The Second District Court of Appeal affirmed jury’s $1 million punitive damages award against Geico General Insurance Co. for its unreasonable delay in paying an injured policyholder the full limits of his policy following a head-on collision.

California – 2nd District Court of Appeal AlderLaw is pleased to report that a California Appellate Court has affirmed a jury ’ s punitive damages award in one of its cases against Geico .
The case involved a frontal collision in which AlderLaw ’ s node Michael Mazik suffered a severe and inoperable fault to his heel bone. Mazik received $ 50,000 from the at-fault driver ’ second insurance company, Mercury Insurance Co., and then requested the $ 50,000 underinsured motorist limit under his own policy with Geico. unfortunately, Geico refused to pay out the underinsured motorist coverage and, between January 2010 and February 2012, Geico offered between $ 1,000 and $ 18,887 to settle his claim. Mazik rejected the offers and the challenge went to arbitration where our node was ultimately awarded the full $ 50,000 policy limit .
In May 2014, represented by Mike Alder, Lauri Brenner and Allison Stone of AlderLaw, Mazik sued Geico for bad faith. The encase proceeded to trial, and in July 2016, a jury found that Geico had unreasonably delayed paying out the customer ’ second policy limit .
The jury awarded Mazik $ 4,313,508* in compensatory and punitive damages. Geico appealed the punitive damages award saying there was insufficient evidence that any “ officer, director or cope agent ” of the insurance company acted in bad religion and that even the reduce prize was excessively a lot.

The 2nd District Court of Appeal found there was extensive evidence indicating Geico intentionally ignored checkup records establishing the severity of the foot injury suffered by Mazik during the 2008 car accident .

“ In concluding that Mazik ’ s call was worth far less than the policy limits, Geico disregarded information provided by Mazik showing that he had a permanent wave, painful wound, and rather selectively relied on portions of checkup records that supported Geico ’ s position that Mazik had fully recovered ”Administrative Presiding Judge Justice Elwood Lui

The Court found that the record in the case was full with evidence that Geico “ cherry-picked ” medical information refer to Mazik ’ s condition and “ disregarded unfavorable findings ” that supported his claim for the full policy terminus ad quem. They besides found that Geico ’ s regional administrator who oversaw Mazik ’ south title clearly qualified as the insurance company ’ south managing agent, and he “ either authorized unreasonably first gear settlement offers or approved decisions not to increase those offers ” on multiple occasions.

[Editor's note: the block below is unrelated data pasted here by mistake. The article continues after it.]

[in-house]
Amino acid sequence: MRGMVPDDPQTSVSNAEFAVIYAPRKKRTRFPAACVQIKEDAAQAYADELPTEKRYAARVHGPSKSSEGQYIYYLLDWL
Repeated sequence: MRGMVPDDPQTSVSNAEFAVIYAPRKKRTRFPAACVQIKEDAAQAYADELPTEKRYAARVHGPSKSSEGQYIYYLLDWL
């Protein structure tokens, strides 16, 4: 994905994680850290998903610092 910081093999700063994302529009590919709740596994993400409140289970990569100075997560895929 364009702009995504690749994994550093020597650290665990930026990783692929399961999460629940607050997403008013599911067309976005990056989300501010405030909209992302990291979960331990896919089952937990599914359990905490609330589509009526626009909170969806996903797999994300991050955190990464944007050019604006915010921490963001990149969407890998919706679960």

“ There was sufficient attest for the jury to conclude that [ Geico through its regional administrator ] engaged in oppressive behave by ignoring data concerning the dangerous and permanent nature of Mazik ’ sulfur injuries for the function of saving the ship’s company money. ”Justice Lui

In summation, the appellate gore said the abridge $ 1 million punitive damages prize was not unconstitutionally excessive, given the “ degree of reprehensibility of Geico ’ s conduct. ” Among other things, the panel noted that, while the insurance company was withholding full payment on Mazik ’ second claim, he went into debt to pay bills and suffered through early personal difficulties due to the severity of his injury.

“ In light of the factors indicating significant condemnable conduct and the three-to-one proportion of punitive to compensatory damages, we can not say that the test court ’ randomness decision approving punitive damages of $ 1 million exceeds built-in restraints. ”Justice Lui

Appellate lawyer Norman Pine of Pine Tillett Pine LLP was quoted by Law360 : “ We are quite pleased with Presiding Justice Lui ’ s thorough opinion, which covers a huge range of punitive damages issues concerning, bury alia, wangle agent requirements, application of the five ‘ reprehensibility factors, ’ the proper ratio between the punitive award and the compensatory damages award, and early excess issues. Advocates of punitive damages will find much to be pleased with, ” Pine said. “ One major contribution the opinion makes is its focus on common smell realities concerning what jurors may sanely deduce from disputed testify. ”

  • 2nd District Court of Appeal Justices: Presiding Justice Elwood Lui and Associate Justices Victoria M. Chavez and Brian M. Hoffstadt
  • Geico was represented by John T. Brooks and Karin Dougan Vogel of Sheppard Mullin Richter & Hampton LLP.
  • Mazik was represented at trial by Mike Alder, Lauri Brenner and Allison Stone of AlderLaw and Michael H. Silvers of Michael H. Silvers Law Corp. Norman Pine, Scott Tillett and Chaya M. Citrin of Pine Tillett Pine LLP handled the appeal.
  • The case is Mazik v. Geico General Insurance Co., case number B281372, in the Court of Appeal of the State of California, Second Appellate District, Division Two.
  • This case and appellate decision were featured on Law 360. Read the article here.

*After trial, the lower court found that the $ 4 million punitive damages sum awarded by the jury was excessive based on the circumstances and reduced it to $ 1 million .

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